During the initial presentation of his paper, Professor Turner mentioned parenthetically that he did not wish to be taken for a Luddite, although he acknowledged the difficulty of avoiding that label for one who wishes to voice an effective criticism, or a prophetic caution, about technology. In response, I would like to offer the possibility of further distancing the argument from the Luddite charge by considering more thoroughly the social situation of medicine, the technological institution to which Professor Turner gives most of his attention.
I do not, in general, disagree with his concerns, nor am I particularly roused to defend medical science against his casting it as one of the villains in his grim picture of contemporary society. Instead, I want to elaborate and, perhaps, complicate the arguments somewhat, using Professor Turner’s helpful and revealing model of ontological frailty, social precariousness, and compensatory interdependence. My intent is to elucidate ways in which the complex and often troubling process of medicalization demonstrates just how deeply medicine is embedded within society and affected by experiences of frailty and precariousness, experiences that it also engenders and encourages. That is, I suggest that it is important to understand medicalization and the increasing encroachment of medical technology as a reciprocal or mutual process—as a two-way street.
To begin, it will be helpful to reflect on the characterization of medicine as Cartesian, a widely accepted description that colors Professor Turner’s paper throughout. I do not dispute the claim—it is too obviously true to be arguable—but wish to draw it out a bit. When we label a practice or mode of thought as “Cartesian,” we usually intend at least two related points simultaneously. One is that there is a mind-body split of some sort in play; the other is that, in the context of that split, mind is being chosen, given precedence over body. Descartes famously did not say, “in corpore, ergo sum” [I am embodied; therefore, I am]. However, when we apply the label “Cartesian” to medicine, we should note that this second point, the preferred identification with mind, applies only to one side of the medical equation. That is, when medicine speaks of itself and its practitioners, it understands existence to be coterminous with mind: Medicine thinks; therefore, it is. Doctors are notoriously disembodied persons. But patients, who are also certainly split apart by medicine’s Cartesian wedge, exist for medicine as bodies. The good thing to say about this, as Paul Ramsey frequently reminds us in The Patient as Person, that ur-book of biomedical ethics, is that medicine has much to teach the world of abstractly cogitating scholars about the moral necessity of attending to actual human bodies.1 Although it may be something of a generalization to say simply that medicine allots mind to the doctors and body to the patients, that way of stating it gives a fuller and, I believe, more accurate sense to the use of “Cartesian” when speaking of medicine.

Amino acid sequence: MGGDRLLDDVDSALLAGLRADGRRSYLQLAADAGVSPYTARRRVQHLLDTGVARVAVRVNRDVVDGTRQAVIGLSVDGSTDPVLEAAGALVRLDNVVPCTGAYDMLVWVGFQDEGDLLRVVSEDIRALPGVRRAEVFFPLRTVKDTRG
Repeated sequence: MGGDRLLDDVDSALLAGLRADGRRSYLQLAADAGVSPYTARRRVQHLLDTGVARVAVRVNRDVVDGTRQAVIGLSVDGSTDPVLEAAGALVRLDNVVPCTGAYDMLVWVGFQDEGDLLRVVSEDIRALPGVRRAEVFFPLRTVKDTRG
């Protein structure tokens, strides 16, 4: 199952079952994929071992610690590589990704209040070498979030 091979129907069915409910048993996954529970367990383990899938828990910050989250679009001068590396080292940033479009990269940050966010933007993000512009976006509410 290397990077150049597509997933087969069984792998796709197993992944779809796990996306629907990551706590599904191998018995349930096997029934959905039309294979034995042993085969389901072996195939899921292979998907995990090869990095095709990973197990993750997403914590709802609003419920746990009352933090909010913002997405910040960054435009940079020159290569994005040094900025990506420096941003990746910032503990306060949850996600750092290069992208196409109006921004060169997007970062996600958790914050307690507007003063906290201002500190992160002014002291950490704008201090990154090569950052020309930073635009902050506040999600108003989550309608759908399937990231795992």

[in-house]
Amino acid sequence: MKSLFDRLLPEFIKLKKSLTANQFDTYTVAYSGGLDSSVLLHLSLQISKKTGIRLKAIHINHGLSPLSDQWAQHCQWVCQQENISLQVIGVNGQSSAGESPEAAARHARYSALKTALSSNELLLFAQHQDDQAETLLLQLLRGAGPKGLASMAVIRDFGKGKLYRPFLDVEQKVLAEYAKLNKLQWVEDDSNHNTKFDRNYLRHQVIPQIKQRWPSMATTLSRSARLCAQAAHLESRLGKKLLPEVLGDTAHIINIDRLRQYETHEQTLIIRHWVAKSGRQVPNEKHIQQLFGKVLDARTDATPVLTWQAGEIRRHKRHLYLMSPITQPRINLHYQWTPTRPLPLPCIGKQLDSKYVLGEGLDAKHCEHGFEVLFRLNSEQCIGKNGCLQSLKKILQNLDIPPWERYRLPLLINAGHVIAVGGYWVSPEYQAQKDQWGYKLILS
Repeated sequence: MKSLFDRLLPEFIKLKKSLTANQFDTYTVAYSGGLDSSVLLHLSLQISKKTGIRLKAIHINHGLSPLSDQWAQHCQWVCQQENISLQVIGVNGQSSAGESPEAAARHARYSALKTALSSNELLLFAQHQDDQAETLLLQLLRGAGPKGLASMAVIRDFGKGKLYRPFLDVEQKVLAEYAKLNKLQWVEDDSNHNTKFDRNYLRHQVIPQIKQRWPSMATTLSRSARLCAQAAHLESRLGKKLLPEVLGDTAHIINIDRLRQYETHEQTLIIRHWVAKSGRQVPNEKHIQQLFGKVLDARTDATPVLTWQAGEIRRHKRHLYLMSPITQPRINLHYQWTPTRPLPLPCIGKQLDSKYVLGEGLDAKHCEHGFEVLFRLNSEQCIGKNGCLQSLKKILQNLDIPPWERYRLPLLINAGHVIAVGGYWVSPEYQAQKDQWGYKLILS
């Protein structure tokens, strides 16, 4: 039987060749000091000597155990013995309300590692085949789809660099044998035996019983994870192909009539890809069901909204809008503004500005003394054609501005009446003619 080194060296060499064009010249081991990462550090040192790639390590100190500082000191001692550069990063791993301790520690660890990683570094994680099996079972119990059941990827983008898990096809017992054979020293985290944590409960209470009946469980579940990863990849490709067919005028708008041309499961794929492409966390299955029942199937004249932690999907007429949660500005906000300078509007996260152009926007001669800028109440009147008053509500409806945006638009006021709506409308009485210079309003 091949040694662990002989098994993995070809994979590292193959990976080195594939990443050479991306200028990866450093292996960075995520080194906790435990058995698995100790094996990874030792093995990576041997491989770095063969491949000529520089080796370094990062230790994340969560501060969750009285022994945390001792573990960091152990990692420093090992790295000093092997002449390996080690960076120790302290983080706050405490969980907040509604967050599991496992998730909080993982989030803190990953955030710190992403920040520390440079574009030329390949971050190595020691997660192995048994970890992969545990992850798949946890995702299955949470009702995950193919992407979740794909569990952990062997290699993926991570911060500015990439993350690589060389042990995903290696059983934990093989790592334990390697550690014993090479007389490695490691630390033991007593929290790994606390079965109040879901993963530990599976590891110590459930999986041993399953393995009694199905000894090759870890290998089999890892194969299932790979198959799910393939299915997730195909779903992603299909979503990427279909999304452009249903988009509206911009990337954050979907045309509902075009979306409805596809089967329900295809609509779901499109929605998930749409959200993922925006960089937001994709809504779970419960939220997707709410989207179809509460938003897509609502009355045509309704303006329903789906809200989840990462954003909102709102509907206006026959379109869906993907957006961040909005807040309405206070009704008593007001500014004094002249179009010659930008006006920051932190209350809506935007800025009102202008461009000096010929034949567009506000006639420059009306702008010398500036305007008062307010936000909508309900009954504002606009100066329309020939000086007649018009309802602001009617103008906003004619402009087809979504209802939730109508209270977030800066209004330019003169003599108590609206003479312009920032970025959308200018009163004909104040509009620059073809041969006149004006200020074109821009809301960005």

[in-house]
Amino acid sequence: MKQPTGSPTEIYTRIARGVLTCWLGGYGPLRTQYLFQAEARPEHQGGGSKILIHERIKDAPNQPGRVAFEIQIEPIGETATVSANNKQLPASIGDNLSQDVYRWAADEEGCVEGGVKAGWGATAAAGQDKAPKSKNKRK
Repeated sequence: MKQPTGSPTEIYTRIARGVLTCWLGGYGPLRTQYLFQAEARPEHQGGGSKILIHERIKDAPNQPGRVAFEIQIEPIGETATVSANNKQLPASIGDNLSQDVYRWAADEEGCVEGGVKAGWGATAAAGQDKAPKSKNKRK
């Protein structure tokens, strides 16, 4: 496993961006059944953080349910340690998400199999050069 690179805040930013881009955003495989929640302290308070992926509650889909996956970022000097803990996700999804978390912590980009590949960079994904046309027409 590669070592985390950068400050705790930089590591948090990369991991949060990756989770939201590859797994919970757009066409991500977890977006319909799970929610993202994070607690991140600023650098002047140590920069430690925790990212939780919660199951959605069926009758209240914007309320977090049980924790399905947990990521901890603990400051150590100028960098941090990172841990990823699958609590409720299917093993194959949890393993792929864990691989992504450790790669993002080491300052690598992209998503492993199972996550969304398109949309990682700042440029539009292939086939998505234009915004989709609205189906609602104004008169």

This view of Cartesian medicine relates directly to Professor Turner’s thesis and its implications. He has said that the body “is constitutive of our being-in-the-world, but in contemporary societies the dominance of biotechnology has brought about an erosion of a sense of common ontology.” One can also argue the reverse: Biotechnology heightens “body consciousness,” the awareness of our shared ontology and vulnerable embodiment. To make this point, we must go further into the phenomenon of medicalization than Professor Turner has taken us. For I would argue that medicalization occurs, or is triggered, when a situation of social precariousness is perceived as ontological, embodied frailty—that is, when it is read as physical disorder or affliction—and then is presented as such to medicine. Medicine’s Cartesian thinking leads it to agree with that interpretation, to identify the problems patients bring as body problems, matters of individual human physical frailty, rather than to look beyond the embodied person for the possible social circumstance that has given rise to the metaphorical, corporal concern. Over against Professor Turner’s repeated complaint about the dearth of bodily metaphors, medicine is one arena in which corporal metaphors are alive and thriving, whether they are routinely recognized as metaphors or not.
Medicine also encourages us to read our social instability as individual, physical vulnerability. It does so because that is what it works with, what it knows, and because it has what appears to be a wonderful history of success in relieving signs of frailty. We can perhaps agree that, for the most part, that record of success can more truthfully be attributed to political and economic developments and to public health ventures than to what happens in doctors’ offices or even in medical scientists’ laboratories. But the point is that “medicine” is widely perceived to be capable of assuaging the pains of human existence. Therefore, people are rewarded for reading their social shakiness as physical infirmity by having a reputable place to take it for repair.